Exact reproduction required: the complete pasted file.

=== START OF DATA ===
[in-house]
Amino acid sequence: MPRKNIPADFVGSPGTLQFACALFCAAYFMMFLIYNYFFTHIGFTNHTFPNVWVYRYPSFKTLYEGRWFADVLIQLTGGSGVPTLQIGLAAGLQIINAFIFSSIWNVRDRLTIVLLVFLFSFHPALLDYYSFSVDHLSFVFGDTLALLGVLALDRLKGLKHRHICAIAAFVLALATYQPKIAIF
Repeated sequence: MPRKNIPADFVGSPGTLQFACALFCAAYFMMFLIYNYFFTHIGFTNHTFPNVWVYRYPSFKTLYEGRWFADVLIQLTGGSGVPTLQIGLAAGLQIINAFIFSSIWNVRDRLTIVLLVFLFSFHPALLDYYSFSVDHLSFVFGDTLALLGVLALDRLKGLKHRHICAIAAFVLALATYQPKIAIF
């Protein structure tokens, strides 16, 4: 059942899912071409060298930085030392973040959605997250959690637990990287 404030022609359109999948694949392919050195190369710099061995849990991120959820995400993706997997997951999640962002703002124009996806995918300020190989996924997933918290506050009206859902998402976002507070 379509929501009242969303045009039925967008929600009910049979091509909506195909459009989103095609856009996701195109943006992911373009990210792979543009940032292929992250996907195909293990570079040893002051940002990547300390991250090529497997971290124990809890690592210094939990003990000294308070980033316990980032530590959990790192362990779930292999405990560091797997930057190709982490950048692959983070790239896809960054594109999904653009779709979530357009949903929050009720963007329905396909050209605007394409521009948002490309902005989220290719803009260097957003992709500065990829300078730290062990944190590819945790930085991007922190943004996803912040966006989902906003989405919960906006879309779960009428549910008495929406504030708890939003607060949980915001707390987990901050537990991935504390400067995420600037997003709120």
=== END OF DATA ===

[in-house]
Amino acid sequence: MPRKNIPADFVGSPGTLQFACALFCAAYFMMFLIYNYFFTHIGFTNHTFPNVWVYRYPSFKTLYEGRWFADVLIQLTGGSGVPTLQIGLAAGLQIINAFIFSSIWNVRDRLTIVLLVFLFSFHPALLDYYSFSVDHLSFVFGDTLALLGVLALDRLKGLKHRHICAIAAFVLALATYQPKIAIF
Repeated sequence: MPRKNIPADFVGSPGTLQFACALFCAAYFMMFLIYNYFFTHIGFTNHTFPNVWVYRYPSFKTLYEGRWFADVLIQLTGGSGVPTLQIGLAAGLQIINAFIFSSIWNVRDRLTIVLLVFLFSFHPALLDYYSFSVDHLSFVFGDTLALLGVLALDRLKGLKHRHICAIAAFVLALATYQPKIAIF
């Protein structure tokens, strides 16, 4: 059942899912071409060298930085030392973040959605997250959690637990990287 404030022609359109999948694949392919050195190369710099061995849990991120959820995400993706997997997951999640962002703002124009996806995918300020190989996924997933918290506050009206859902998402976002507070 379509929501009242969303045009039925967008929600009910049979091509909506195909459009989103095609856009996701195109943006992911373009990210792979543009940032292929992250996907195909293990570079040893002051940002990547300390991250090529497997971290124990809890690592210094939990003990000294308070980033316990980032530590959990790192362990779930292999405990560091797997930057190709982490950048692959983070790239896809960054594109999904653009779709979530357009949903929050009720963007329905396909050209605007394409521009948002490309902005989220290719803009260097957003992709500065990829300078730290062990944190590819945790930085991007922190943004996803912040966006989902906003989405919960906006879309779960009428549910008495929406504030708890939003607060949980915001707390987990901050537990991935504390400067995420600037997003709120």